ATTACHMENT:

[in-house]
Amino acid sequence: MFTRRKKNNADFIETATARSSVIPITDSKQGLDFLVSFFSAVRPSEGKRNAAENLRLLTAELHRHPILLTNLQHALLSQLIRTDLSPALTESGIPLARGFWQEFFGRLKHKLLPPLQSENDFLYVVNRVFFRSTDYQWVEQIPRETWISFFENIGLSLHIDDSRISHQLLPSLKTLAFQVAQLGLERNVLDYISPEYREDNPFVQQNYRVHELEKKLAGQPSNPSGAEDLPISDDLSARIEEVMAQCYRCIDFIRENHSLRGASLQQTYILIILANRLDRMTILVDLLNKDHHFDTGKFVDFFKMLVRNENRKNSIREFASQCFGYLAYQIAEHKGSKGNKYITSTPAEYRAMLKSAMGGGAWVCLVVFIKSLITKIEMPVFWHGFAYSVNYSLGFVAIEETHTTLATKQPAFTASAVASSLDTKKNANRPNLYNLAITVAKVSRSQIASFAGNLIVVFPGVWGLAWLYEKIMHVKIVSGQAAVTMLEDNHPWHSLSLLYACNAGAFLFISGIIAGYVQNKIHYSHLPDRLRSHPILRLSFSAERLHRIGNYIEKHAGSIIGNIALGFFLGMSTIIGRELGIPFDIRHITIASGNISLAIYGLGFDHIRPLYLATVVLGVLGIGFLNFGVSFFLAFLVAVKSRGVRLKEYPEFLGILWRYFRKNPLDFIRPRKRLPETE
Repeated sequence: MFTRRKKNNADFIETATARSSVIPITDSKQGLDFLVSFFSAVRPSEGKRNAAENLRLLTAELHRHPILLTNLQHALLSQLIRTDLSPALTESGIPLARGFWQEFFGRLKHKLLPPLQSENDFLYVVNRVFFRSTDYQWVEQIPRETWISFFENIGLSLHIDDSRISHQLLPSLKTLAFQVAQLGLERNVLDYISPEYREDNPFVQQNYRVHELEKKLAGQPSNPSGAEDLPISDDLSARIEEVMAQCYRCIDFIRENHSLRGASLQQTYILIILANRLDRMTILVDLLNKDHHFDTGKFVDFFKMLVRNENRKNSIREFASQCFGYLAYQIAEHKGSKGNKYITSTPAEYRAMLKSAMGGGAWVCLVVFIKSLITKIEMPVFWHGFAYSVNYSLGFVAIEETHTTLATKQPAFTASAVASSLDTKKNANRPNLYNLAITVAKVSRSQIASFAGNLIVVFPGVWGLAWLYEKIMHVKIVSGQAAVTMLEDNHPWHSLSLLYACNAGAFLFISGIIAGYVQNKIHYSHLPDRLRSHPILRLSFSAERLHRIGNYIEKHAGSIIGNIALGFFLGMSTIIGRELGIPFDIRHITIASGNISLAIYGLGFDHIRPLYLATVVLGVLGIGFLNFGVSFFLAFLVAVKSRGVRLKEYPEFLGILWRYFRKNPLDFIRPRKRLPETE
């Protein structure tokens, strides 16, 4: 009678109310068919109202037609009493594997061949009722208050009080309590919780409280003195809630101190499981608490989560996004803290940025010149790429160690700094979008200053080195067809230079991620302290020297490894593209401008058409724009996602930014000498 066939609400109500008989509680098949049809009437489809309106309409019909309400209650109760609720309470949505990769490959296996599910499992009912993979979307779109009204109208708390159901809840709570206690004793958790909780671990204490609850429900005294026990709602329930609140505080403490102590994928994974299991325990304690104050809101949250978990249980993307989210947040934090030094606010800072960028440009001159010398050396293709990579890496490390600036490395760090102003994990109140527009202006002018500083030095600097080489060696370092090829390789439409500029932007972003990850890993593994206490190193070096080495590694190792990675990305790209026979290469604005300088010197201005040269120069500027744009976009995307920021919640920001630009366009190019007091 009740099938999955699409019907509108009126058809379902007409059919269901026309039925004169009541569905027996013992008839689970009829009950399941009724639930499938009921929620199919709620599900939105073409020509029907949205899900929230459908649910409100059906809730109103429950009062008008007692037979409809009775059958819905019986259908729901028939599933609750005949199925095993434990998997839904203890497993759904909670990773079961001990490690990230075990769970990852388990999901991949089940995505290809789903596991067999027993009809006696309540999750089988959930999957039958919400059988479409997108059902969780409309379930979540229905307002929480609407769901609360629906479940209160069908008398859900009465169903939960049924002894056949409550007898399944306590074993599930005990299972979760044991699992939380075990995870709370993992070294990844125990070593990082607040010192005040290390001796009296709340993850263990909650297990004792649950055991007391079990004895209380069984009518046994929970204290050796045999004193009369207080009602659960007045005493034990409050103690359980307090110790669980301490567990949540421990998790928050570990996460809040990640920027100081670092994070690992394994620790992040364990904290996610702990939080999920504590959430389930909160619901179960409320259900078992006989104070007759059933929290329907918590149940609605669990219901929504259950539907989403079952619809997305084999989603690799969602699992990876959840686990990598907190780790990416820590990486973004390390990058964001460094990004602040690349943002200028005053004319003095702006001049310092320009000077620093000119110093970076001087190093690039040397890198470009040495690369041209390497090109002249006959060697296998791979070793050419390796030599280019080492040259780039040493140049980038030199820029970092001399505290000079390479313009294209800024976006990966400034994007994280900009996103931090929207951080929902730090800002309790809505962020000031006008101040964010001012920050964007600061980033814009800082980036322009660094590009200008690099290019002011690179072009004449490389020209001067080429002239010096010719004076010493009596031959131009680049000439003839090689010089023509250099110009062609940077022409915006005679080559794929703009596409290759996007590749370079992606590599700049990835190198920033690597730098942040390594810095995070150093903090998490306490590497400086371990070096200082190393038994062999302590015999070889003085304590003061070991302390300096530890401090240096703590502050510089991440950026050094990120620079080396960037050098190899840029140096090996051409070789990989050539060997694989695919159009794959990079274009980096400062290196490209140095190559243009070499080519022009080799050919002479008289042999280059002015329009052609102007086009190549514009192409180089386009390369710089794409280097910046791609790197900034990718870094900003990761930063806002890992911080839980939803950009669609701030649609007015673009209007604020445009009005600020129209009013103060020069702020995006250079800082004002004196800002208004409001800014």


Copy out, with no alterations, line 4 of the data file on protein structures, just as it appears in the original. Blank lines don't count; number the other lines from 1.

């Protein structure tokens, strides 16, 4: 009678109310068919109202037609009493594997061949009722208050009080309590919780409280003195809630101190499981608490989560996004803290940025010149790429160690700094979008200053080195067809230079991620302290020297490894593209401008058409724009996602930014000498 066939609400109500008989509680098949049809009437489809309106309409019909309400209650109760609720309470949505990769490959296996599910499992009912993979979307779109009204109208708390159901809840709570206690004793958790909780671990204490609850429900005294026990709602329930609140505080403490102590994928994974299991325990304690104050809101949250978990249980993307989210947040934090030094606010800072960028440009001159010398050396293709990579890496490390600036490395760090102003994990109140527009202006002018500083030095600097080489060696370092090829390789439409500029932007972003990850890993593994206490190193070096080495590694190792990675990305790209026979290469604005300088010197201005040269120069500027744009976009995307920021919640920001630009366009190019007091 009740099938999955699409019907509108009126058809379902007409059919269901026309039925004169009541569905027996013992008839689970009829009950399941009724639930499938009921929620199919709620599900939105073409020509029907949205899900929230459908649910409100059906809730109103429950009062008008007692037979409809009775059958819905019986259908729901028939599933609750005949199925095993434990998997839904203890497993759904909670990773079961001990490690990230075990769970990852388990999901991949089940995505290809789903596991067999027993009809006696309540999750089988959930999957039958919400059988479409997108059902969780409309379930979540229905307002929480609407769901609360629906479940209160069908008398859900009465169903939960049924002894056949409550007898399944306590074993599930005990299972979760044991699992939380075990995870709370993992070294990844125990070593990082607040010192005040290390001796009296709340993850263990909650297990004792649950055991007391079990004895209380069984009518046994929970204290050796045999004193009369207080009602659960007045005493034990409050103690359980307090110790669980301490567990949540421990998790928050570990996460809040990640920027100081670092994070690992394994620790992040364990904290996610702990939080999920504590959430389930909160619901179960409320259900078992006989104070007759059933929290329907918590149940609605669990219901929504259950539907989403079952619809997305084999989603690799969602699992990876959840686990990598907190780790990416820590990486973004390390990058964001460094990004602040690349943002200028005053004319003095702006001049310092320009000077620093000119110093970076001087190093690039040397890198470009040495690369041209390497090109002249006959060697296998791979070793050419390796030599280019080492040259780039040493140049980038030199820029970092001399505290000079390479313009294209800024976006990966400034994007994280900009996103931090929207951080929902730090800002309790809505962020000031006008101040964010001012920050964007600061980033814009800082980036322009660094590009200008690099290019002011690179072009004449490389020209001067080429002239010096010719004076010493009596031959131009680049000439003839090689010089023509250099110009062609940077022409915006005679080559794929703009596409290759996007590749370079992606590599700049990835190198920033690597730098942040390594810095995070150093903090998490306490590497400086371990070096200082190393038994062999302590015999070889003085304590003061070991302390300096530890401090240096703590502050510089991440950026050094990120620079080396960037050098190899840029140096090996051409070789990989050539060997694989695919159009794959990079274009980096400062290196490209140095190559243009070499080519022009080799050919002479008289042999280059002015329009052609102007086009190549514009192409180089386009390369710089794409280097910046791609790197900034990718870094900003990761930063806002890992911080839980939803950009669609701030649609007015673009209007604020445009009005600020129209009013103060020069702020995006250079800082004002004196800002208004409001800014």